I remember walking along the road thumbing for a ride. I knew there was a fire station nearby, if I could get there they could help me.

I remember the cars slowing down, I looked fine from the front, then taking off when they saw the bloody mess where all the skin had been taken off my back. The light cotton shirt and blue jeans I was wearing in the summer heat of Florida might as well have been paper. No protection at all. Last time I would ever ride without at least a jacket.

I spent the next few weeks lying face down on the fold-out couch as my wounds healed. Most of that was in a codeine stupor. Seems every joint in my body had donated some flesh. A few scars remain, but the years have faded most of them. There would be more to come before I learned the value of leather and then textile gear.

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Direct link – http://youtu.be/Uz748Q4tkGo

I don’t often tell this tale. There are others. So why bring it up?

I spent a few hours this weekend at a rally. Don’t really like doing events, it can be pretty boring. You end up doing a lot of people watching.

Many of the riders were from out-of-state, groups from Georgia, Florida. Standard biker attire, blue jeans and a t-shirt. Some wore shorts. Slip on shoes. Many of the passengers wore only jeans and a tank top. Some pretty ladies. Not even wearing gloves. The smallest skid lids that would keep you from getting pulled over.

I went through my recent photos. All too common attire. Photos of riders on some of the most challenging roads they will ever see, for the first time. You can often see the look on their faces that tell the ride is demanding something from them.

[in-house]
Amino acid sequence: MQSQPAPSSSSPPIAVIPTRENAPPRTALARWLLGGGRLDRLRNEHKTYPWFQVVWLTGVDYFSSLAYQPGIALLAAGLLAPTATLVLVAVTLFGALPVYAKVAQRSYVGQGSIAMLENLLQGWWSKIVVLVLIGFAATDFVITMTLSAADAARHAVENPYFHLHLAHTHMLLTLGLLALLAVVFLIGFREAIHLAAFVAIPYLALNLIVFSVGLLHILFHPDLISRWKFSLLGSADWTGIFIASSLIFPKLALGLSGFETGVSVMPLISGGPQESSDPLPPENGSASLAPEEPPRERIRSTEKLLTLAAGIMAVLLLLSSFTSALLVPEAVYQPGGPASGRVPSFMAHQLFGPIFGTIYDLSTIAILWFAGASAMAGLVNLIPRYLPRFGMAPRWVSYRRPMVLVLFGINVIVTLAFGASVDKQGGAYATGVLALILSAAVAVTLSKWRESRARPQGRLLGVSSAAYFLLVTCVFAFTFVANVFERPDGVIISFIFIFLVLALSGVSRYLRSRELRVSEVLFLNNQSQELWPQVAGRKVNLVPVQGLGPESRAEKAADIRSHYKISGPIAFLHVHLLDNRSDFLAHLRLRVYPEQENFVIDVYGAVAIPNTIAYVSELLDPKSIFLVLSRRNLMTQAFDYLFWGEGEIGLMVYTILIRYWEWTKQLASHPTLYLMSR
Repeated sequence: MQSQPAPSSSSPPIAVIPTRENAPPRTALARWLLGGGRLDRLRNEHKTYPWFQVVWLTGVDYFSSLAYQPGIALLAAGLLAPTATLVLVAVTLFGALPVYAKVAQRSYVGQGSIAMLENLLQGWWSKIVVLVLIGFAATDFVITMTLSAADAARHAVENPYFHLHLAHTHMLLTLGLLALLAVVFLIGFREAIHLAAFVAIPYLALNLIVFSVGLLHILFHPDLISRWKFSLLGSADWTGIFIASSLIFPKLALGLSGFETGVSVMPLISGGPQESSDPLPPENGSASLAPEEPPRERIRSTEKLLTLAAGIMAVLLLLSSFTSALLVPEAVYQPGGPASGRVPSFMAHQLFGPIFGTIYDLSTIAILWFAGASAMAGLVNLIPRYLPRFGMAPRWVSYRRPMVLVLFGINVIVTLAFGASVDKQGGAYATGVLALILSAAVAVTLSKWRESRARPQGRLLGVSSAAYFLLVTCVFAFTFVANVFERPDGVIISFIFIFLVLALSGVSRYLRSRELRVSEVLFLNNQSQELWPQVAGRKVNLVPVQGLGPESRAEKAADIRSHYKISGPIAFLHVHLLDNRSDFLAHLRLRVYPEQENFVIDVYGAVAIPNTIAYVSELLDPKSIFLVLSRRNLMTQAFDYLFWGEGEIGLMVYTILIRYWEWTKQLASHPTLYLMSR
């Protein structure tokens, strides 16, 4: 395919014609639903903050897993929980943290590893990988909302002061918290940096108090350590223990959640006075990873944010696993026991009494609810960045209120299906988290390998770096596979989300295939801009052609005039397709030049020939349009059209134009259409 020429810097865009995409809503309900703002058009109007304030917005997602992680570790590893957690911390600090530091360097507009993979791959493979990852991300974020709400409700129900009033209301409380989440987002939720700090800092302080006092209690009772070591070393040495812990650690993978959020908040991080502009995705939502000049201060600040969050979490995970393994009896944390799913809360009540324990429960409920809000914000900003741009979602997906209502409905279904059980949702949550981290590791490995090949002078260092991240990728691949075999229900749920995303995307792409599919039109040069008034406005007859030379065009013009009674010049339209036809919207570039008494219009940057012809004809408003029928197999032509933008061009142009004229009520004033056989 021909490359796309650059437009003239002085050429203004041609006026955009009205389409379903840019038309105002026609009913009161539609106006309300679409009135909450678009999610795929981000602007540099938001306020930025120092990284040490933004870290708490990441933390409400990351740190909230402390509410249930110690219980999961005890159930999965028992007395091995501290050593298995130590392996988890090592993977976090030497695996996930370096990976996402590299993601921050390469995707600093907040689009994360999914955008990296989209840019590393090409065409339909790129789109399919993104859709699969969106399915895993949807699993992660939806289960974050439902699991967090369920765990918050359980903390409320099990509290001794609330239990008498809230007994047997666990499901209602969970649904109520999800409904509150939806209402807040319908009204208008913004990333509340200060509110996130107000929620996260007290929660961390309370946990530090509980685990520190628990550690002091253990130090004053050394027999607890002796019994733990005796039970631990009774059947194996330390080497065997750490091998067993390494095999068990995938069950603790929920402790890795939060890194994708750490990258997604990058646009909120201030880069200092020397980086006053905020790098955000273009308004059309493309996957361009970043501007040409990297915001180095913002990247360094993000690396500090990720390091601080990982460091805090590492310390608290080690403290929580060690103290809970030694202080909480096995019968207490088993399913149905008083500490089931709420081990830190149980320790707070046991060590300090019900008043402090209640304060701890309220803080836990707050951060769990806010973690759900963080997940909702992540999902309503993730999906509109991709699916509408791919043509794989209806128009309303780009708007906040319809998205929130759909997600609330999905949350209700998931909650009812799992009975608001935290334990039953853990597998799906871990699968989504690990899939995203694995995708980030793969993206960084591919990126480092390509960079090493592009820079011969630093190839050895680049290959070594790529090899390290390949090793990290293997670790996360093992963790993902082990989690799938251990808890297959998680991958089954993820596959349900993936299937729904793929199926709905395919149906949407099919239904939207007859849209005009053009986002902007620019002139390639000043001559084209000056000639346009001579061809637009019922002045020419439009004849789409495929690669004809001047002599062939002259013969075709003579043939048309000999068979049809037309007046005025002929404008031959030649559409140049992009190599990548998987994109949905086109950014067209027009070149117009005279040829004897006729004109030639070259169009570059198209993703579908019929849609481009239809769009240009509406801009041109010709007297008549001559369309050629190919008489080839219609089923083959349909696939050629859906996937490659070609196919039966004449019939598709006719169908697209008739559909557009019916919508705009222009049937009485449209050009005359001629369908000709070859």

I watched Daryl’s (Killboy.com) recent 12 minute video from the Dragon. Easy to spot the bare flesh rolling by, particularly the passengers, on one of the most challenging and dangerous motorcycle rides in the world.

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WAKE UP PEOPLE. Riding in the mountains is some serious sh*t. RESPECT IT.

Go off the road up here and road rash will probably be the best of outcomes. We’ve got rocks and trees right up to the roadside. You’ll probably be plunging over a steep hillside or worse yet a rocky cliff. It takes hours to get a rope team out to haul your inured body up to the ambulance.  Show some freakin’ respect for it.

Word to you “easy riders”watch the video – You know who you are. Low and slow and always in control. Too hot to wear gear. I like the feel of the wind and the sun, yadda, yadda, gonna work on my tan. Gotta look the part with the right biker attire – blue jeans, your biker t-shirt, the tiniest helmet you are forced to wear – I never planned any of the motorcycle accidents I’ve had. Most happened relatively close to home. Just a short ride, a commute, running to the store, work, school, going to hang out with my buds,  etc. Almost all have been under 30 mph. Just riding along minding my own business, taking it easy, la-la-la. If there was skin exposed, it was skin in the game, skin lost.